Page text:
I was born in Tasmania in 1964 and grew up surrounded by nature and people who were creating beautiful things that were inspired by the landscape. The seventies were a vibrant time for craft and the energy was fuelled by the ongoing threat to the natural environment by Logging and Hydro Electric schemes There seemed to be a desperation in the craftspeople to capture Tasmania’s beauty in their work before it was snatched away. 

Although my awareness of fine craft was created in Tasmania, it wasn’t until I moved to Brisbane that I discovered I had an affinity with timber. In the mid-eighties I set out to learn everything I could about becoming a furniture maker. There were few apprenticeships available in which you would be working only with solid timber. Most commercial enterprises were using man-made materials.

There were some wonderful traditional craftsmen working from small workshops though and I was able to learn a lot from hounding everyone who I could find to teach me. I pieced some things together for myself and did a lot of Antique restoration as well. This taught me a lot about construction and finishes, although these days I lean more towards conservation rather than restoration. Fashions change and we have become more educated in Australia about preserving the past and not sanding it away.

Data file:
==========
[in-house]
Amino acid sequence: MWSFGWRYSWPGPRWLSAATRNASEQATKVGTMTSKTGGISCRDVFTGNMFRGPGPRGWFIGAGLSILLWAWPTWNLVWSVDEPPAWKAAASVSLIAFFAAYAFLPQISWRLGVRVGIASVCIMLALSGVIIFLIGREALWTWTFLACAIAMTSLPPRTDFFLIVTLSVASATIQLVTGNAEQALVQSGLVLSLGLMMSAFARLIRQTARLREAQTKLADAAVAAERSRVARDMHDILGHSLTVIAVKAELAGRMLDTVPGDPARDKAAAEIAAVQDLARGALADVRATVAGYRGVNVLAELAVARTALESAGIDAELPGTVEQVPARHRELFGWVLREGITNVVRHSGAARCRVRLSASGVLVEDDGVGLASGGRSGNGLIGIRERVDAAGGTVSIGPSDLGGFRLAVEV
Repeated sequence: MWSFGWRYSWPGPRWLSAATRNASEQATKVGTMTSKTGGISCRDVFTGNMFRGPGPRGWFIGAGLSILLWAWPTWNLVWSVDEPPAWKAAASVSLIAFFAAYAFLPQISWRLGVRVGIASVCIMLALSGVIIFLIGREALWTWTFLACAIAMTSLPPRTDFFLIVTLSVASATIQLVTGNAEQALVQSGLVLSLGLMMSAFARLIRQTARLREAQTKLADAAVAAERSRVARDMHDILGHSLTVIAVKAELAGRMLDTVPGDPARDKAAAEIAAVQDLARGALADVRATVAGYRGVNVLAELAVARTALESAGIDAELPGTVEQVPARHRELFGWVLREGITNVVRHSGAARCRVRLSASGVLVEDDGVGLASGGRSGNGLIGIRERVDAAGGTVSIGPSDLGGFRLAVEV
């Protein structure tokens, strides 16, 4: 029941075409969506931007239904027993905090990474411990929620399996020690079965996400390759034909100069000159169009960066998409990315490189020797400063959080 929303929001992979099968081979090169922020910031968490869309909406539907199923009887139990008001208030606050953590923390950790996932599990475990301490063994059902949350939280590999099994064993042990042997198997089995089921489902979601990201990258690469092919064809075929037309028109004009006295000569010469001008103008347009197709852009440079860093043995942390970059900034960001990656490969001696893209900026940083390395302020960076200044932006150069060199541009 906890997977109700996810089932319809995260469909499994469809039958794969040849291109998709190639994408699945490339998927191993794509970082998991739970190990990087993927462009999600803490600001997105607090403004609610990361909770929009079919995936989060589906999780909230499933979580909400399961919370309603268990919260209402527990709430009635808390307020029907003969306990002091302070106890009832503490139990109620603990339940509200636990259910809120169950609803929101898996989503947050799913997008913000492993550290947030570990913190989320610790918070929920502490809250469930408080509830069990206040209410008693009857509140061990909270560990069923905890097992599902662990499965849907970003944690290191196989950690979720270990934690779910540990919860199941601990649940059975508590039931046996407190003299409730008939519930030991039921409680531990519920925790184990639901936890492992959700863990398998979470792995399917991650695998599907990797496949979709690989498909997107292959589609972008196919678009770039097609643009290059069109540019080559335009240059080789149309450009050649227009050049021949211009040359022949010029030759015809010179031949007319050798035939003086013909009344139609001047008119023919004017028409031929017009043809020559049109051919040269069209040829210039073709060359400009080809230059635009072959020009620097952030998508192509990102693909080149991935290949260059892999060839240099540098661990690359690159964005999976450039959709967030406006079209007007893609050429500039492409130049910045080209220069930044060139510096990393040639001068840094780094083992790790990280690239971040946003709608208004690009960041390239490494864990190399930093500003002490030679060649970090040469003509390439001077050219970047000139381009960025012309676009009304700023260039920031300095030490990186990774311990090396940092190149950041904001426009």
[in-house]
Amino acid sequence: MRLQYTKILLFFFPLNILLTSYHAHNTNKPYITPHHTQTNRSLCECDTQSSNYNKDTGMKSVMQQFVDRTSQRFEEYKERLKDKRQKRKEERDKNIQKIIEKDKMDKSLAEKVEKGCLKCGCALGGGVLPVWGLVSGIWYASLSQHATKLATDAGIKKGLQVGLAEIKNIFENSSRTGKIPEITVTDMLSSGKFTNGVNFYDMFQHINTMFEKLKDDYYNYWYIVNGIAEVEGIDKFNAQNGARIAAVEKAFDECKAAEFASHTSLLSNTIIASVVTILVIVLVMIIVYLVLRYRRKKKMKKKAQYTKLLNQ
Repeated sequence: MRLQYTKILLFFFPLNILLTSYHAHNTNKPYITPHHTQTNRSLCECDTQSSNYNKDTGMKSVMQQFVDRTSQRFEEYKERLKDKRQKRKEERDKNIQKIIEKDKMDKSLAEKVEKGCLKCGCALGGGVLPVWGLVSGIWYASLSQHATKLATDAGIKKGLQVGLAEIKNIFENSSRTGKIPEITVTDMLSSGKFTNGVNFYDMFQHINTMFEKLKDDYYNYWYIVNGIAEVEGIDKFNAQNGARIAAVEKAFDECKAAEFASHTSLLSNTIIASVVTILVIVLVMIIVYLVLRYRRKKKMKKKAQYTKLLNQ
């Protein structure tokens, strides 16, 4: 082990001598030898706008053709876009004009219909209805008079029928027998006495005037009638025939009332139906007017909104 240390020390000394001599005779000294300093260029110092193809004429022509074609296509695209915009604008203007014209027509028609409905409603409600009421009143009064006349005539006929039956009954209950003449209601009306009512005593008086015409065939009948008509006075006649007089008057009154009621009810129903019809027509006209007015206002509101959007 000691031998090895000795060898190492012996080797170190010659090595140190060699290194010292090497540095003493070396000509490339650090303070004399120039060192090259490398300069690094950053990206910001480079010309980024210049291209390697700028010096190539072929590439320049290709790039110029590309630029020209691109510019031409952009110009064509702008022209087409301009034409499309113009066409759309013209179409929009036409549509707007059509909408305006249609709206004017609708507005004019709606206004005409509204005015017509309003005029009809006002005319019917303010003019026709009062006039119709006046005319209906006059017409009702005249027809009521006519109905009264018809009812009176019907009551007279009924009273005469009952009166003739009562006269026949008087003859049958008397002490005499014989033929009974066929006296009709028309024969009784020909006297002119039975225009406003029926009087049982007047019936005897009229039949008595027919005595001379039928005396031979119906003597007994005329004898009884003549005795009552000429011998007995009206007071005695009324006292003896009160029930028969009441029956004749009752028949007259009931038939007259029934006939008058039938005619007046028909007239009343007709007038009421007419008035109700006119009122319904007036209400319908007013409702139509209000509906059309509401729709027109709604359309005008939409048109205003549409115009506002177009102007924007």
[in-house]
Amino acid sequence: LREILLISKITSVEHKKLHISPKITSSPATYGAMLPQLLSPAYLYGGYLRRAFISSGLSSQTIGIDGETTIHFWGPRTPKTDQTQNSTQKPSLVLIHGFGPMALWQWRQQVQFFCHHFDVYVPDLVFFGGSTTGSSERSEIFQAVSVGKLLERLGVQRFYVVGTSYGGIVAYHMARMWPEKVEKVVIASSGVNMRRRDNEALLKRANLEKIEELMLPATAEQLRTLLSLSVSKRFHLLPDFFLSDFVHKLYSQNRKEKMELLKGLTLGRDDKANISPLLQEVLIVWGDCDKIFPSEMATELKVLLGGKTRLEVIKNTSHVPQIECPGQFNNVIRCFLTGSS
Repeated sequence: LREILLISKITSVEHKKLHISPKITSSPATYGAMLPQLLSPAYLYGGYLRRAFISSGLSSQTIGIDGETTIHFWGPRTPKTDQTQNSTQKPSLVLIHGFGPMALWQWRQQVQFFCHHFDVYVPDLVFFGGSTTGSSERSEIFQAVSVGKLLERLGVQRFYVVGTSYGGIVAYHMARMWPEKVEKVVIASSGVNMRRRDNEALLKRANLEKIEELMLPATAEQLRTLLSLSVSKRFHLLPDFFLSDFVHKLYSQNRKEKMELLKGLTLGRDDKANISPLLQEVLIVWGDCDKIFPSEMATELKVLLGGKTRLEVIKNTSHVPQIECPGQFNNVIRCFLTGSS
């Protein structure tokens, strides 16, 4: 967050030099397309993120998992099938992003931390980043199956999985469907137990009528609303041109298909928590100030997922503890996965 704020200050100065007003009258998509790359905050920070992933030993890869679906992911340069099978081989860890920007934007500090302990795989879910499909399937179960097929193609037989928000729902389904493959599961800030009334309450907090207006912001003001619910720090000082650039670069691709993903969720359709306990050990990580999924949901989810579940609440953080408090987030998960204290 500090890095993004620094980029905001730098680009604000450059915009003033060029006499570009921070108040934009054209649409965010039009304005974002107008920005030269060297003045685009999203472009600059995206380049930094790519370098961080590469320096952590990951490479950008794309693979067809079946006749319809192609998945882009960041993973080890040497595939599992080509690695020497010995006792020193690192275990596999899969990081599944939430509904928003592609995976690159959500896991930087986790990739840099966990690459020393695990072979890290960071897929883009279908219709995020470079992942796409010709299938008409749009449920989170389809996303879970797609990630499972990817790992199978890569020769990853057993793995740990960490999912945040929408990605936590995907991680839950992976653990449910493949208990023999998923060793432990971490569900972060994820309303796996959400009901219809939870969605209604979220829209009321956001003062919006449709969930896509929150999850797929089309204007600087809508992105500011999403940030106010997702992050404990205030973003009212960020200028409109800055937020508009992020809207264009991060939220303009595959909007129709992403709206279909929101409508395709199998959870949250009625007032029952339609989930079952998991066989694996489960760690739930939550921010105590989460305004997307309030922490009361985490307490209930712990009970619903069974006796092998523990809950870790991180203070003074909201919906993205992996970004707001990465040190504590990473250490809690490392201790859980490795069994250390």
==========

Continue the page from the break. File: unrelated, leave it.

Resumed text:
Commissions started coming in and I worked steadily as a designer/maker for about twelve years, I became a bit disenchanted by the solitary workshop life and branched out into teaching and writing articles for The Australian Wood Review and  Carbatec’s online woodworking magazine, Focus. I also worked for Carbatec, an Australian retailer of high quality woodworking tools  in their retail shop and marketing department for several years.

I have developed an interest in making small spoons and wooden vessels for serving food. I believe the way food is presented is extremely important. Wooden utensils give the artist a great opportunity to blend form and function. 

No matter what you make from timber, you can’t improve on a tree. I don’t like to see trees cut down if it’s not necessary and I believe in using every last bit. Making small pieces mean I can find a use for everything. Sourcing material ethically and being mindful about waste, are elements that are fundamental to all aspects of creativity.